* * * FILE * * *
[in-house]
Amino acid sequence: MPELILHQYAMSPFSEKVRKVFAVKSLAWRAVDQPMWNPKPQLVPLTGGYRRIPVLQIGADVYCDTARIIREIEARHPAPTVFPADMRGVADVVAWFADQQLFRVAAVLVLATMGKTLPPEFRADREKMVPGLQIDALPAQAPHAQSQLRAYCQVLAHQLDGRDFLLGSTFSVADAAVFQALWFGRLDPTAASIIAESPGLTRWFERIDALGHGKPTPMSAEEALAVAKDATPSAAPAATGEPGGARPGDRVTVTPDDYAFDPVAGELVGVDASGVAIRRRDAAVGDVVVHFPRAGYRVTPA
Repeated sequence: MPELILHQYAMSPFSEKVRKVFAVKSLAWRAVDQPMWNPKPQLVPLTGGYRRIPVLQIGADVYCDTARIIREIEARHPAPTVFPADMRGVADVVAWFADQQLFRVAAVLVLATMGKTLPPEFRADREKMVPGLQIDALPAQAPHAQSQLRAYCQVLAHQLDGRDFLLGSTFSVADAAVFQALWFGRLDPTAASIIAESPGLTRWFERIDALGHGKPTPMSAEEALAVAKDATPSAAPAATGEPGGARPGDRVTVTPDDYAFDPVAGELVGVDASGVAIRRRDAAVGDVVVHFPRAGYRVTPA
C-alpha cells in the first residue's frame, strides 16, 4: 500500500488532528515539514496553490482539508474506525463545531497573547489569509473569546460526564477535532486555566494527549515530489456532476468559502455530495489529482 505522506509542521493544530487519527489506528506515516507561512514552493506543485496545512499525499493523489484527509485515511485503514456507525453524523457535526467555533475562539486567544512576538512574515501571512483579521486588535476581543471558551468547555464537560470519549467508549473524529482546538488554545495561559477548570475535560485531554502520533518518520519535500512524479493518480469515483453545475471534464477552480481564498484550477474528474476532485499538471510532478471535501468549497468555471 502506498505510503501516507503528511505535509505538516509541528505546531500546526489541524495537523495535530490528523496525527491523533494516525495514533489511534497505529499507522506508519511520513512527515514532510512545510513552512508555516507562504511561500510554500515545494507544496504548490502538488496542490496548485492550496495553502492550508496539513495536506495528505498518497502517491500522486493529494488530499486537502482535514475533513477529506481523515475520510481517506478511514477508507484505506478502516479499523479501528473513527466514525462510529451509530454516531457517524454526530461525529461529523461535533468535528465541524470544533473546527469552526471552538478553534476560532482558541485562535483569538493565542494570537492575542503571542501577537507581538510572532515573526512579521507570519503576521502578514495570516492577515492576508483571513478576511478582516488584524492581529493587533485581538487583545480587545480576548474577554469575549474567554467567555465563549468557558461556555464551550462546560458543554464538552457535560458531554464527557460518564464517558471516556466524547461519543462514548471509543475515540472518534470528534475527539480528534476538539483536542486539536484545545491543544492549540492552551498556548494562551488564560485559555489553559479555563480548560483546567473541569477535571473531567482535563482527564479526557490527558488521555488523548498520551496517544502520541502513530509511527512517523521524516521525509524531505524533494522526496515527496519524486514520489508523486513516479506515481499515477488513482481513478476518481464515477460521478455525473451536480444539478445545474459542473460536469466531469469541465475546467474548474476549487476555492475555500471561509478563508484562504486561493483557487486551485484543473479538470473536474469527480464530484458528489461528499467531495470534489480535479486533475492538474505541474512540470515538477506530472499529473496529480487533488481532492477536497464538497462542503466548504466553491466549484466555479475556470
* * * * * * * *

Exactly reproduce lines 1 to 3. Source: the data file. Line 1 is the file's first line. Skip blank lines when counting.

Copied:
[in-house]
Amino acid sequence: MPELILHQYAMSPFSEKVRKVFAVKSLAWRAVDQPMWNPKPQLVPLTGGYRRIPVLQIGADVYCDTARIIREIEARHPAPTVFPADMRGVADVVAWFADQQLFRVAAVLVLATMGKTLPPEFRADREKMVPGLQIDALPAQAPHAQSQLRAYCQVLAHQLDGRDFLLGSTFSVADAAVFQALWFGRLDPTAASIIAESPGLTRWFERIDALGHGKPTPMSAEEALAVAKDATPSAAPAATGEPGGARPGDRVTVTPDDYAFDPVAGELVGVDASGVAIRRRDAAVGDVVVHFPRAGYRVTPA
Repeated sequence: MPELILHQYAMSPFSEKVRKVFAVKSLAWRAVDQPMWNPKPQLVPLTGGYRRIPVLQIGADVYCDTARIIREIEARHPAPTVFPADMRGVADVVAWFADQQLFRVAAVLVLATMGKTLPPEFRADREKMVPGLQIDALPAQAPHAQSQLRAYCQVLAHQLDGRDFLLGSTFSVADAAVFQALWFGRLDPTAASIIAESPGLTRWFERIDALGHGKPTPMSAEEALAVAKDATPSAAPAATGEPGGARPGDRVTVTPDDYAFDPVAGELVGVDASGVAIRRRDAAVGDVVVHFPRAGYRVTPA